What Drives Motivation in the Workplace?
A person’s motivation is a combination of desire and energy directed at achieving a goal. Influencing someone’s motivation means getting them to want to do what you know must be done. We define motivating as effectively mobilizing the resources to be engaged in the work at hand. As a leader, we must always remember that a person’s motivation depends upon two things:
1.The strength of certain needs. For example, you are hungry, but you must have a task completed by a nearing deadline. If you are starving you will eat. If you are slightly hungry you will finish the task at hand.
2.The perception that taking a certain action will help satisfy those needs. For example, you have two burning needs – The desire to complete the task and the desire to go to lunch. Your perception of how you view those two needs will determine which one takes priority. If you believe that you could be fired for not completing the task, you will probably put off lunch and complete the task. If you believe that you will not get into trouble or perhaps finish the task in time, then you will likely go to lunch.
What Motivates People?
I have found that people can be motivated by such forces as beliefs, values, interests, fear, and worthy causes. Some of these forces are internal: needs, interests, and beliefs. Others are external: danger, the environment, or pressure from a loved one. There is no simple formula for motivation – as a leader, we must keep an open mindset on human nature. There is a complex array of forces steering the direction of each person and these forces cannot always be seen or studied. In addition, if the same forces are steering two different people, each one may act differently.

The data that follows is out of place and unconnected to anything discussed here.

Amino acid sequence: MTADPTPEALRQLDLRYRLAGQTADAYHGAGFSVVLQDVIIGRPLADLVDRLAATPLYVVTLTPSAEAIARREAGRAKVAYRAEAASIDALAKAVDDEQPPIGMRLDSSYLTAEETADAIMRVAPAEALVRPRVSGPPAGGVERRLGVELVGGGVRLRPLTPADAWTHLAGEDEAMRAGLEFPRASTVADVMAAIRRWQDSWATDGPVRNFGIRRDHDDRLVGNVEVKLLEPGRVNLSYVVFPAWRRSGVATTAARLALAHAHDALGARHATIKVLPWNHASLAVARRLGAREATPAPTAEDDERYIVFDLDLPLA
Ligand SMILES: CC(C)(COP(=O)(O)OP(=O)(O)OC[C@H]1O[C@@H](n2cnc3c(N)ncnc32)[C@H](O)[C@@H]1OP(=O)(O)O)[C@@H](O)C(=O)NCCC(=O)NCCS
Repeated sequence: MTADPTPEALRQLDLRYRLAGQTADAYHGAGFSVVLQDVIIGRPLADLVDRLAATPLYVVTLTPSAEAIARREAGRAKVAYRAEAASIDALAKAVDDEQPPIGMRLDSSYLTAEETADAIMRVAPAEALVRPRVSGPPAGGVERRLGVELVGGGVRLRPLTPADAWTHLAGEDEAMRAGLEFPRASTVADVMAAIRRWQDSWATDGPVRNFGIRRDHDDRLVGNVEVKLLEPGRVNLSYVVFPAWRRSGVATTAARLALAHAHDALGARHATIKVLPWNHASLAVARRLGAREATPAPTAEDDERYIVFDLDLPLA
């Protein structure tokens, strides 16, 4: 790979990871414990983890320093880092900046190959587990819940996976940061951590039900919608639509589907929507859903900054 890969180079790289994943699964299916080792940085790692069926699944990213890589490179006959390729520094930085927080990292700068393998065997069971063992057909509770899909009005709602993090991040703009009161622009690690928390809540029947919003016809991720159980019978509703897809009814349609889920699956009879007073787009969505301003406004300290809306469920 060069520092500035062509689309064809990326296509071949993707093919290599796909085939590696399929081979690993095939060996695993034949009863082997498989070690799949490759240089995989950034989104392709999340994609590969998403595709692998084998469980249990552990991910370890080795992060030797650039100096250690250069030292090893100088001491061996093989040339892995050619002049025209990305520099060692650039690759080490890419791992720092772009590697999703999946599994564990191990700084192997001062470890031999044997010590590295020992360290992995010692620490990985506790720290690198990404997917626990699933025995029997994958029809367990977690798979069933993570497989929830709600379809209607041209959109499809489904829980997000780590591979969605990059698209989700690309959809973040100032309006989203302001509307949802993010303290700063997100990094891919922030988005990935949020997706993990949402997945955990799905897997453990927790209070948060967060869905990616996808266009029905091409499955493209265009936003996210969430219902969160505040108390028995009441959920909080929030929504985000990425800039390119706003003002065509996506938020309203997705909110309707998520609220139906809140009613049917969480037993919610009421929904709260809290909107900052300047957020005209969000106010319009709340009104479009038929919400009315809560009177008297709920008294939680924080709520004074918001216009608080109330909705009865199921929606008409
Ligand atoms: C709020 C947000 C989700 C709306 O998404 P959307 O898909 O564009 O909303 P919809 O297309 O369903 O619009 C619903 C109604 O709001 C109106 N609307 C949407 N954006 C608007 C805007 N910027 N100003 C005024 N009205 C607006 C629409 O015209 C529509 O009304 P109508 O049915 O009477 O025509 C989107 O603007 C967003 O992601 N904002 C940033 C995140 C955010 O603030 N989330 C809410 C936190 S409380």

Leaders must understand that the level of personal achievement is based on the size of a personal vision. Super achievers have a vision that is bigger then life. Most people limit their goals to socially acceptable standards, not what they feel. The individual capacity to achieve is so far beyond what we see most individuals accomplish. As leaders, if we can help individuals see and become part of a bigger vision, we open a flood of new achievements that would have not been possible without the vision. Everyone has different talents, interests and learning methods. Goals (both individual and the company’s) must be in harmony with these attributes for maximum opportunity. While finding this harmony is another barrier for the leader to overcome; when harmony is found (we link personal and professional vision and goals, and a burning desire established, success will feel certain.
A burning desire is the foundation for truly productive motivation. Our teams do not need to hear motivational speakers or have money to start. As leaders, we already have the most significant startup tool – creativity. Just use it! Dreams stimulate creative thinking. Helping people turn dreams into mini projects produces a burning desire. A series of successful mini projects is preparation for the bigger than life vision.
Leaders should recognize that every person, at some time, had a desire to be an achiever. For so many people, this ambition was destroyed by some past experience – a failure, the fear of speaking up, having the people around them telling them their ideas aren’t valued. Under the right leadership, this latent desire can come back to life. My greatest joy as a leader has been seeing that magical spark of vision coupled with desire for success return to someone’s eye. It’s priceless.